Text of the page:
Thursday, April 12, 2012

What's Wrong With The Truth?

You would like to believe there were some boundaries in a political campaign. Like you are not going to attack the other guy's family. But if the guy trots out his wife as an expert on "women and the economy" isn't it fair to discuss the wife's credentials?

This Rosen woman is right, what the hell does Ann Romney know about women and the economy? Nothing. There's nothing wrong with saying she's never worked a day in her life and everyone knows what that means. Everybody knows the distinction between "working women" and women who stay home and take care of five kids, and nobody would say the women who stay home don't "work."

And I'll tell you what else is true, if you have $100 million you have the luxury of making certain decisions, like having more kids because you know your wife can stay home and take care of them. Why can't rich people just come out and say "yeah I'm rich" instead of trying to compare themselves to people who aren't rich? How many women are in Ann Romney's shoes, and have access to this kind of money and get to live how they want to live? There's hard work and then there's hard work in a mansion. Come on. What's wrong with calling a spade a spade?

You know what was hard work for the Romneys? Buying everything they ever wanted. It's only April and I'm all agitated.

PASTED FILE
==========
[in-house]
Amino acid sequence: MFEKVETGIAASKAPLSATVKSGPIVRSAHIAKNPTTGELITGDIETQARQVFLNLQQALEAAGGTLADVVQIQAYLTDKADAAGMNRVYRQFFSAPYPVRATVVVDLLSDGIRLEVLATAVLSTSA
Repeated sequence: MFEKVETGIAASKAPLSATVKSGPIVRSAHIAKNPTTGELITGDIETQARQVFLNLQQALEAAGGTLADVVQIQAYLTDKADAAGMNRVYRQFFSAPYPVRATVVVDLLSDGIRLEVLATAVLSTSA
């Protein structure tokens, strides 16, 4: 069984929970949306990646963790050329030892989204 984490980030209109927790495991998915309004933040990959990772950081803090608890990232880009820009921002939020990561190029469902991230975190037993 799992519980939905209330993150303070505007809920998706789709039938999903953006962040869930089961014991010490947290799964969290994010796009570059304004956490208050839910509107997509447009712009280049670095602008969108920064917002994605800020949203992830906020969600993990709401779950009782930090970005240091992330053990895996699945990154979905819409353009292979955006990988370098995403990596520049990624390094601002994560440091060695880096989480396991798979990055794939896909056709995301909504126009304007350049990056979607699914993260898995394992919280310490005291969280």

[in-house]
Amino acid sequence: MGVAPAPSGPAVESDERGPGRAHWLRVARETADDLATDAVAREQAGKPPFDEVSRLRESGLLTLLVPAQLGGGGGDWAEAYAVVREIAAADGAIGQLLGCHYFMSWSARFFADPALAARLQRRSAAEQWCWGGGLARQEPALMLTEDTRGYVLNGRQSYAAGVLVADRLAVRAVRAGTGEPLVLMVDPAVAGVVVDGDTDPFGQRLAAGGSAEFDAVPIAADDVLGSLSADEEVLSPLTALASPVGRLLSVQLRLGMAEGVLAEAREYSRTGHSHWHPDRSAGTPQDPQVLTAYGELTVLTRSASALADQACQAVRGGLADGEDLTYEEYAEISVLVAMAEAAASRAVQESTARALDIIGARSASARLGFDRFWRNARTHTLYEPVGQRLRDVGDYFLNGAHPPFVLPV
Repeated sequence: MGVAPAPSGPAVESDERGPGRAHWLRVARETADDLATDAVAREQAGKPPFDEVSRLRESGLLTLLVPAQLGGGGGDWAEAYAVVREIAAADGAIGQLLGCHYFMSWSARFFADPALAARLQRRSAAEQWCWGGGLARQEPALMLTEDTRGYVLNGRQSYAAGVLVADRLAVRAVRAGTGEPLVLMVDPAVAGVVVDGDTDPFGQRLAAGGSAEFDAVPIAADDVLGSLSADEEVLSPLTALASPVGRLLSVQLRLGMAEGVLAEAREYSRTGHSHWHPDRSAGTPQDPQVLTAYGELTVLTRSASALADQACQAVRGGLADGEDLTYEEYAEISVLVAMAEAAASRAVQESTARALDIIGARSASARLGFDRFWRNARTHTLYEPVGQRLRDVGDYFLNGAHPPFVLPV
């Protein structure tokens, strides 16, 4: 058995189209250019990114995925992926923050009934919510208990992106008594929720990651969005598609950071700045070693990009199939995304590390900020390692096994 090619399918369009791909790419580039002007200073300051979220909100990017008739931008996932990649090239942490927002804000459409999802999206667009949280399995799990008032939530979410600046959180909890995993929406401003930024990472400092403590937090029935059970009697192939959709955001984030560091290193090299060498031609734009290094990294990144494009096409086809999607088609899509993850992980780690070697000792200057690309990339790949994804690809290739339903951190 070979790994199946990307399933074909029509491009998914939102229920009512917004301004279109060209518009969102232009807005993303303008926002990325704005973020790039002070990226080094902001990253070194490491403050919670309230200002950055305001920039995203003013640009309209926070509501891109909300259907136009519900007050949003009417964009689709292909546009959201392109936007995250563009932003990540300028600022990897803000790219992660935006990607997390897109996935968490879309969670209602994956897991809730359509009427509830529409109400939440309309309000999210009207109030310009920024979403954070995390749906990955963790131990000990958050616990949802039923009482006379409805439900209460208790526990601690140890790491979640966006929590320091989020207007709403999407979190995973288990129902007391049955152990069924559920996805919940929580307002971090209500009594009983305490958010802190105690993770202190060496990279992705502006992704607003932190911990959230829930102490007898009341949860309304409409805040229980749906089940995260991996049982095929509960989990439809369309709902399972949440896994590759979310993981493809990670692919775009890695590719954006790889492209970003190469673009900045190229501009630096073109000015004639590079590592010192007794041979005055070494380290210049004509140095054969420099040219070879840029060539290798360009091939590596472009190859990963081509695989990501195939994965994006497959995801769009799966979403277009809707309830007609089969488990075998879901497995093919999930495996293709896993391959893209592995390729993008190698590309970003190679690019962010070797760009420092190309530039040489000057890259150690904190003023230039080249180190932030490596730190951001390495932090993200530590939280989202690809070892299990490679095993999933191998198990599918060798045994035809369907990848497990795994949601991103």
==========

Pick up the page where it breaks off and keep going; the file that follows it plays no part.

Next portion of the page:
There's likely to be more buzz Thursday about Democratic strategist and DNC adviser Hilary Rosen's accusation that Ann Romney has never worked.

"Guess what, his wife has actually never worked a day in her life," Rosen told CNN's Anderson Cooper on Wednesday evening during an interview about the "war on women."

Moments later, Ann Romney made her debut on Twitter: @AnnDRomney. Her first and only Tweet as of early Thursday morning: "I made a choice to stay home and raise five boys. Believe me, it was hard work."

One of Rosen's responding Tweets @hilaryr: "Please know, I admire you. But your husband shouldn't say you are his expert on women and the economy."

There was bipartisan disapproval of Rosen's remark about Romney, including tweeted disapproval from President Barack Obama's campaign manager Jim Messina and top Obama campaign strategist David Axelrod.

[yahoo! news]

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